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A lesson from the Bible

A HINT OF HUMOR

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Karen Helsel

I find so many humorous stories in the Bible, because it is not whitewashed or written only about good, smart, holy people. It’s about regular folks, warts and all! And I find lessons for myself all over the place.

I recently read about the violent Assyrian army coming to attack the fortified cities of Judah, which they ultimately conquered.

Then a personal representative of the King of Assyria sent his army to confront King Hezekiah in Jerusalem. The Assyrians stopped beside the aqueduct, which supplied water to the city. Many Hebrew people were gathered along the top of the wall surrounding Jerusalem, but city officials went out to meet the Assyrians.

The Assyrians sent a personal message to King Hezekiah through his officials, mocking what they said was an ill-conceived plan to trust in God when confronted with this huge army.

King Hezekiah’s representatives asked the Assyrians to speak to them in Aramaic, not Hebrew - because the people on the wall could all understand Hebrew, but not Aramaic. King Hezekiah didn’t want them to be unnecessarily alarmed.

But the Assyrian leaders yelled all the more - in Hebrew, speaking directly to the people: Don’t listen to your King. Don’t let him mislead you. God’s not going to help you this

time.

The response: “But the people were SILENT and did not answer because Hezekiah had told them NOT TO SPEAK!”

And they followed his directive?

We are a country obsessed with freedom of speech, which we all employ regularly one way or another. We have an opinion on most everything: about the missing Malaysian airline, about Miley Cyrus and Justin Bieber, about gun laws, aliens (ask Bill Clinton about this one), about everything.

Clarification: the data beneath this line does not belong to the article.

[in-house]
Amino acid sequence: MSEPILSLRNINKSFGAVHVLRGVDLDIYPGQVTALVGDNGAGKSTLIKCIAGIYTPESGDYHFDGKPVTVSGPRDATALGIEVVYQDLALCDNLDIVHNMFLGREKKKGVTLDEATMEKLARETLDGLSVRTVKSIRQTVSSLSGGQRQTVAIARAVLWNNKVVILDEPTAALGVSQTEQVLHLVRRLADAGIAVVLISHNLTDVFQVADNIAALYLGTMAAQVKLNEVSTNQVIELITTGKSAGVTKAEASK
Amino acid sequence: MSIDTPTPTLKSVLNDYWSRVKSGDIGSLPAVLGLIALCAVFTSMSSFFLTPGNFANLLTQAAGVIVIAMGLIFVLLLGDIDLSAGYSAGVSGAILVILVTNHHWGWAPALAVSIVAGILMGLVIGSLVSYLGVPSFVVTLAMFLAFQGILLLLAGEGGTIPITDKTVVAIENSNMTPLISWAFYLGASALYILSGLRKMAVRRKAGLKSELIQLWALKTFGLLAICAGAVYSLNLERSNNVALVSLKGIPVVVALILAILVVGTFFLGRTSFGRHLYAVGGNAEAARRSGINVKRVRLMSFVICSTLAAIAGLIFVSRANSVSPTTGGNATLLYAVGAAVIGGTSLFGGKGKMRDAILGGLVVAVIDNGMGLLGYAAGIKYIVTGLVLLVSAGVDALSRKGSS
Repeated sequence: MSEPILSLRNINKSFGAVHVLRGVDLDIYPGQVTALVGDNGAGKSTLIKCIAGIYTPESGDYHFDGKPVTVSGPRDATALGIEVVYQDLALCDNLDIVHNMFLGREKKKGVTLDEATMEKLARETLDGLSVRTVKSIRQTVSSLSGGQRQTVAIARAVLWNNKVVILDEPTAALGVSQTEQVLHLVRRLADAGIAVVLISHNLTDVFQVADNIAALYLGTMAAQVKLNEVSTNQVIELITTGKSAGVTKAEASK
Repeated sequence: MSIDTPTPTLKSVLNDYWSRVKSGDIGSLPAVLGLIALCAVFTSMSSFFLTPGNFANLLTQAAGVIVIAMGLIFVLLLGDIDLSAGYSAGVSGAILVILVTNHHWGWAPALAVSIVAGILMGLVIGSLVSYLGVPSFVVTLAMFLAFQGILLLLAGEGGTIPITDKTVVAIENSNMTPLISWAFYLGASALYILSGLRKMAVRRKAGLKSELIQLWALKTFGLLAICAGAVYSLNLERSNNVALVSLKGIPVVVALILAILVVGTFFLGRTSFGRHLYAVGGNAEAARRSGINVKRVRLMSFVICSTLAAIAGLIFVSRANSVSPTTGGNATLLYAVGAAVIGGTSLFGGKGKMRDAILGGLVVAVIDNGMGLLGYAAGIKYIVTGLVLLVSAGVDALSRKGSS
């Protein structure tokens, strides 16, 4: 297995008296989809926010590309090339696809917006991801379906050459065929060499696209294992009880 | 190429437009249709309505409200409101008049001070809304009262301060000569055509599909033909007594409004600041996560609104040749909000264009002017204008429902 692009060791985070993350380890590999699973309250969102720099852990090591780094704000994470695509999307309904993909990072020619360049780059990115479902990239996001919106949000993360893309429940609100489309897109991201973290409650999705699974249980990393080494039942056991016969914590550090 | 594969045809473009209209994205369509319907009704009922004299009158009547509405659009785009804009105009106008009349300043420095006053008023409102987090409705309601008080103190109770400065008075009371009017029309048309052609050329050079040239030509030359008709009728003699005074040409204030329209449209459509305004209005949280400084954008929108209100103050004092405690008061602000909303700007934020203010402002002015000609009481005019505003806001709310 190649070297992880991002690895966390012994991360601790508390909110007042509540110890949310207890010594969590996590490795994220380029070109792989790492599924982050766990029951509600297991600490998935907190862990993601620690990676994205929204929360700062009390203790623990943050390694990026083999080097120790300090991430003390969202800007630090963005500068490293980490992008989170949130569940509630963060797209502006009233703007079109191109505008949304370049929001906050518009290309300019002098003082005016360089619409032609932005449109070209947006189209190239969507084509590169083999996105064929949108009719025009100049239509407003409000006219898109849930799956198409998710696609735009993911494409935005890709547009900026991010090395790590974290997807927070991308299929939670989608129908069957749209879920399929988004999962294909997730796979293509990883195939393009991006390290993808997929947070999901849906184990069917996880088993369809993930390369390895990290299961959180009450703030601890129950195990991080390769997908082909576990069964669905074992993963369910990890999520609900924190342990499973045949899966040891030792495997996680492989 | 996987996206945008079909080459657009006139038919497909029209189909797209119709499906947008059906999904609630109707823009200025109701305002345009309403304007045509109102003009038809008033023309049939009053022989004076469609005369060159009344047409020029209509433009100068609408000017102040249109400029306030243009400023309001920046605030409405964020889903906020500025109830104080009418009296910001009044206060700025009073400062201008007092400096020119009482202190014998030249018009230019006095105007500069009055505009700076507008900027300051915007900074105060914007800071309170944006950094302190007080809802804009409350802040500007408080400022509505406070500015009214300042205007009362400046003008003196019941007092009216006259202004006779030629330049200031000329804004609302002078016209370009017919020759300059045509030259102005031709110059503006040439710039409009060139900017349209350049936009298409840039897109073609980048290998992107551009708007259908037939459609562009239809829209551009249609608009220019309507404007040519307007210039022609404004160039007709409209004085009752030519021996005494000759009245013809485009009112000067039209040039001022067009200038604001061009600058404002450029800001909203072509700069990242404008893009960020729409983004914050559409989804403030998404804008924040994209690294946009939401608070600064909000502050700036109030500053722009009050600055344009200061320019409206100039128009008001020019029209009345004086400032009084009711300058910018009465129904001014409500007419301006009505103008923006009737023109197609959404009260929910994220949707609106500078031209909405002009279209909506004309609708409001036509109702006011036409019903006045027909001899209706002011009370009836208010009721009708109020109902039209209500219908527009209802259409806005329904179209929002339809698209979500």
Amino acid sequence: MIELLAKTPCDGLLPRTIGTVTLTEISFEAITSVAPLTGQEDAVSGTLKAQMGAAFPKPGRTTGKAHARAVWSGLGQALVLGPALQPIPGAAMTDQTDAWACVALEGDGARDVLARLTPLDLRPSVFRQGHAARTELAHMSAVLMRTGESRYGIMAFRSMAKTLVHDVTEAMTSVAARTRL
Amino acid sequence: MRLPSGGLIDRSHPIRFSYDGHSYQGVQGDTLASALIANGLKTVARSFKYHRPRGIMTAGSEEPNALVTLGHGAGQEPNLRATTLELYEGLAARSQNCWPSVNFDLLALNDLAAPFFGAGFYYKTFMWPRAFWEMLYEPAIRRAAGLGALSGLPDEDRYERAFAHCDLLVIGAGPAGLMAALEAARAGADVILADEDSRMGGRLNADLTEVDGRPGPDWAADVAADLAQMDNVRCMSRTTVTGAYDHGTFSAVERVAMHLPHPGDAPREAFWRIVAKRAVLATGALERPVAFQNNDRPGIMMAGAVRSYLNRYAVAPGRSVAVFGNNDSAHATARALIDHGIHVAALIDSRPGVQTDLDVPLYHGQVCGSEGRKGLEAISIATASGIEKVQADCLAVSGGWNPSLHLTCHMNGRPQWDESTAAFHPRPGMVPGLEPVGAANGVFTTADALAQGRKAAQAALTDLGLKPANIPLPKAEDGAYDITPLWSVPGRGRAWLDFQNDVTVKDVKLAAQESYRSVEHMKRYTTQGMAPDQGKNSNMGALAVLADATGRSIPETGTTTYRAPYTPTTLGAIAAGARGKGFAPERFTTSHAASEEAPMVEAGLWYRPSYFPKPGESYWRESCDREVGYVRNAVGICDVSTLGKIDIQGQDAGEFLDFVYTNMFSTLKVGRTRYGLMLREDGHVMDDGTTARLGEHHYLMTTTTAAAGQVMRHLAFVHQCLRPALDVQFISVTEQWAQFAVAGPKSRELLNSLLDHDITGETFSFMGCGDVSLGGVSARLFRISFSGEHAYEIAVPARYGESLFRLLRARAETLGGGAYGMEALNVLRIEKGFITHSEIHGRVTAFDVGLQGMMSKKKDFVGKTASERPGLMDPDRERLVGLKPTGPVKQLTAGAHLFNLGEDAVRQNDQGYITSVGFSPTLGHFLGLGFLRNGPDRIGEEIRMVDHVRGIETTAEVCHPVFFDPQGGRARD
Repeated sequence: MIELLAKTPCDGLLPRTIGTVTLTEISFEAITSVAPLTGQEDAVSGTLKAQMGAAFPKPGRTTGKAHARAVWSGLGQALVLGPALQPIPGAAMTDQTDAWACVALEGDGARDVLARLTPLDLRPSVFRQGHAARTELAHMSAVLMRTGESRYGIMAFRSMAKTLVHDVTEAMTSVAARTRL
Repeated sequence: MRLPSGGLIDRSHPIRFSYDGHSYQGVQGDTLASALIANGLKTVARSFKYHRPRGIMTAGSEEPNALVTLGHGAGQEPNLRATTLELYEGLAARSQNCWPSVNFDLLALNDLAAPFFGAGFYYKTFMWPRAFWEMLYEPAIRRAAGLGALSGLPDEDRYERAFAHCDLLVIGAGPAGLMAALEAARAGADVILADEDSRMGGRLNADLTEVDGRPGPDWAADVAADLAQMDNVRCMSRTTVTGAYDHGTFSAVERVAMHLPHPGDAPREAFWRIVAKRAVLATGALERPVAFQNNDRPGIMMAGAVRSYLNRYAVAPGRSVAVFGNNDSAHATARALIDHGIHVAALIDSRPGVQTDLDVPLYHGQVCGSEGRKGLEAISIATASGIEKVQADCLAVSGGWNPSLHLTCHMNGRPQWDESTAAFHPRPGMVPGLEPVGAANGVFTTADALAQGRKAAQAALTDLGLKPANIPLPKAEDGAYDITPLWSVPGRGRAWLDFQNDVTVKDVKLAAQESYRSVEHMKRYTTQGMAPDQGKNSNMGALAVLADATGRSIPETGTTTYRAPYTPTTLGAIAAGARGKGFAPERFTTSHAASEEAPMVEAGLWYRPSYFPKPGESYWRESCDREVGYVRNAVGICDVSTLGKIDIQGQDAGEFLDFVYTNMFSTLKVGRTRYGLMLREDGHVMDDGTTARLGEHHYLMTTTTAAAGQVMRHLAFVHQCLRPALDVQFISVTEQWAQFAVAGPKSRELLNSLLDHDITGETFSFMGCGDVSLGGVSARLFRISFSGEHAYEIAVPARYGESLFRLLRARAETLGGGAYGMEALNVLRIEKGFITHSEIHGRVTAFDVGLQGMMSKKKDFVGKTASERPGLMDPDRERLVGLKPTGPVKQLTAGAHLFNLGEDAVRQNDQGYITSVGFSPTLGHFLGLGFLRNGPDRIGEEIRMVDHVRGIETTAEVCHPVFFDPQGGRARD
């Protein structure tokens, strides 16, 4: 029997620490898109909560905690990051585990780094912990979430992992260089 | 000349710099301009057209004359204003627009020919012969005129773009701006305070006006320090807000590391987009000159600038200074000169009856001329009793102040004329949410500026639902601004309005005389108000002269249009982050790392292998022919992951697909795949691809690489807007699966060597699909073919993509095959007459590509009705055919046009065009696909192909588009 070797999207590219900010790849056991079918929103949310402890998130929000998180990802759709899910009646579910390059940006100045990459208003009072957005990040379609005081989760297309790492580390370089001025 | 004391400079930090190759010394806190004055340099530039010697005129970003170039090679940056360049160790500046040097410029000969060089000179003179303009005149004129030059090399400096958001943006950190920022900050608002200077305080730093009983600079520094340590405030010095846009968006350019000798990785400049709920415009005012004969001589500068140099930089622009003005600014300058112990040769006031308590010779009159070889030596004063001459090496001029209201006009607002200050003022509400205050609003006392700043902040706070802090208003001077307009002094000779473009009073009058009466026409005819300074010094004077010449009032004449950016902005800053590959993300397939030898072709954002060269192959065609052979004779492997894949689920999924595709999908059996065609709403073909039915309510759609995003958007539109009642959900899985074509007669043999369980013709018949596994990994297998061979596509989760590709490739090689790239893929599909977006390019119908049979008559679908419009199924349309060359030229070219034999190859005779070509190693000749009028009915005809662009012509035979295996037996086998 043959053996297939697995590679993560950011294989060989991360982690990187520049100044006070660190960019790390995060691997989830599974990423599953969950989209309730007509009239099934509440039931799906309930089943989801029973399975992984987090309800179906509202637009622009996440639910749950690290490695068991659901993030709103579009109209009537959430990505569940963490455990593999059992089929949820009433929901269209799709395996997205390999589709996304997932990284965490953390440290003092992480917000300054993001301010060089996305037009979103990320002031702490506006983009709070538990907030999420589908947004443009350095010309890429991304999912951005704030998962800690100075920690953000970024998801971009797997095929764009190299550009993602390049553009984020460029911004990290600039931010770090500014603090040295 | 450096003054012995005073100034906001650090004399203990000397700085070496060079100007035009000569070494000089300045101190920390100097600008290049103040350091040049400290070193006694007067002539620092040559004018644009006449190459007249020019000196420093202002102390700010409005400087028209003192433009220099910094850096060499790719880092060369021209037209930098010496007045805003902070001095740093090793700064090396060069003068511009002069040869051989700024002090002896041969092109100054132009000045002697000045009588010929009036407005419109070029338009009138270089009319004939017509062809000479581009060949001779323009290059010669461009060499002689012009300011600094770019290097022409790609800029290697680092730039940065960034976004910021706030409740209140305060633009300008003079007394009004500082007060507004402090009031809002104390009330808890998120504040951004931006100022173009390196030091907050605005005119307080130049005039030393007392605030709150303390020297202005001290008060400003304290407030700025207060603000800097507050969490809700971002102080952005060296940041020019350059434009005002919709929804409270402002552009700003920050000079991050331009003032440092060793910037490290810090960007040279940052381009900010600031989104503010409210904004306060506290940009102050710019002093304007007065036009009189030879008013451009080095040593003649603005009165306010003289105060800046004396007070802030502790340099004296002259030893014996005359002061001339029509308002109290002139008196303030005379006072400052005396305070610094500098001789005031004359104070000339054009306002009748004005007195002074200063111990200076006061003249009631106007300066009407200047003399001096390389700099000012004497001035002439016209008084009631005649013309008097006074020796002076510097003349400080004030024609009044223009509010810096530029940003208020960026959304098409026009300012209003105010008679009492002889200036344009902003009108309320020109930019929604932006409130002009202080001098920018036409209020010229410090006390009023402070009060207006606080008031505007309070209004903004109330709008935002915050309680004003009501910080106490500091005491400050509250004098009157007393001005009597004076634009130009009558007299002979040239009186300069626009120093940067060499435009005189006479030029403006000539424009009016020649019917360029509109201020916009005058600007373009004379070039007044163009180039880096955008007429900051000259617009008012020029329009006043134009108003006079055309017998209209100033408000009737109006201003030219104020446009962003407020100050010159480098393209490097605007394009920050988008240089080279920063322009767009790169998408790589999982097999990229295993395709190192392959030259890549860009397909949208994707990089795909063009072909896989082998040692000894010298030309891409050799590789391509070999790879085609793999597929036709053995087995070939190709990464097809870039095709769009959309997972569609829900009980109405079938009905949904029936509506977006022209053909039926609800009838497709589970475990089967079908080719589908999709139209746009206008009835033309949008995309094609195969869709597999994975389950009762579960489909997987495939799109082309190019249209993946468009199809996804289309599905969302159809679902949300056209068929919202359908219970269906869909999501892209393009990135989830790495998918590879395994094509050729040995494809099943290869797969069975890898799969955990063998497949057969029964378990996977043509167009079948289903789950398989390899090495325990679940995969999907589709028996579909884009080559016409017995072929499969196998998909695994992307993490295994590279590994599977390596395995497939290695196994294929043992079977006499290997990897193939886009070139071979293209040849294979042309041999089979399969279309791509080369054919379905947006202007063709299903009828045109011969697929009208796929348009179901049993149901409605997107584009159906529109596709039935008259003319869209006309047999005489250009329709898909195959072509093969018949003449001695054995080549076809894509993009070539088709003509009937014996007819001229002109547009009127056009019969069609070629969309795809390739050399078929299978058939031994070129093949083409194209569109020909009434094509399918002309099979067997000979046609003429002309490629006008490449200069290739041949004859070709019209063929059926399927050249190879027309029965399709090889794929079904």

It’s a great freedom to have, but we must be wise. I admit I struggle with this.

Forgive me, but here are a few other tidbits from the Proverbs:

  • “A gentle answer turns away wrath, but harsh words stir up anger.”

  • “Gentle words bring life and health; a deceitful tongue crushes the spirit.”

  • “Everyone enjoys a fitting reply; it is wonderful to say the right thing at the right time!”

  • “The godly think before speaking; the wicked spout evil words.”

  • “A truly wise person uses few words; a person with understanding is even-tempered.”

And finally: “Even fools are thought to be wise when they keep silent; when they keep their mouths shut, they seem intelligent.”

There’s still time in this Lenten season to spend a few days in silence - just to see if we can appear intelligent.

‑ Karen Helsel, a resident of Sunnyside, is a certified mental health counselor. She can be reached at kmphelsel@gmail.com, and will appreciate your feedback and humor sightings.

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